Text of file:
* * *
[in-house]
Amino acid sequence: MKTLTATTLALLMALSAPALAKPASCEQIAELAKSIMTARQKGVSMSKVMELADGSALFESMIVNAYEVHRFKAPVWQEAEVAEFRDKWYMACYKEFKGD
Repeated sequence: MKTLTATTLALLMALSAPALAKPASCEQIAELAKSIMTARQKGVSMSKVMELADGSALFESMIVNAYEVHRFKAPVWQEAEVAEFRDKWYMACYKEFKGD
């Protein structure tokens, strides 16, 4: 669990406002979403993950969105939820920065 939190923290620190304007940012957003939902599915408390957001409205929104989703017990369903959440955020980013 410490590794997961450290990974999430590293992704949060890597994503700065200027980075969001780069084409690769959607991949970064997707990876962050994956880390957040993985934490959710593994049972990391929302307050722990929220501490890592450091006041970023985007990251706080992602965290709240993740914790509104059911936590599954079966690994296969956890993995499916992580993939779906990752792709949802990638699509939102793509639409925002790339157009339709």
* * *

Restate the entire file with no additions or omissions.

[in-house]
Amino acid sequence: MKTLTATTLALLMALSAPALAKPASCEQIAELAKSIMTARQKGVSMSKVMELADGSALFESMIVNAYEVHRFKAPVWQEAEVAEFRDKWYMACYKEFKGD
Repeated sequence: MKTLTATTLALLMALSAPALAKPASCEQIAELAKSIMTARQKGVSMSKVMELADGSALFESMIVNAYEVHRFKAPVWQEAEVAEFRDKWYMACYKEFKGD
């Protein structure tokens, strides 16, 4: 669990406002979403993950969105939820920065 939190923290620190304007940012957003939902599915408390957001409205929104989703017990369903959440955020980013 410490590794997961450290990974999430590293992704949060890597994503700065200027980075969001780069084409690769959607991949970064997707990876962050994956880390957040993985934490959710593994049972990391929302307050722990929220501490890592450091006041970023985007990251706080992602965290709240993740914790509104059911936590599954079966690994296969956890993995499916992580993939779906990752792709949802990638699509939102793509639409925002790339157009339709």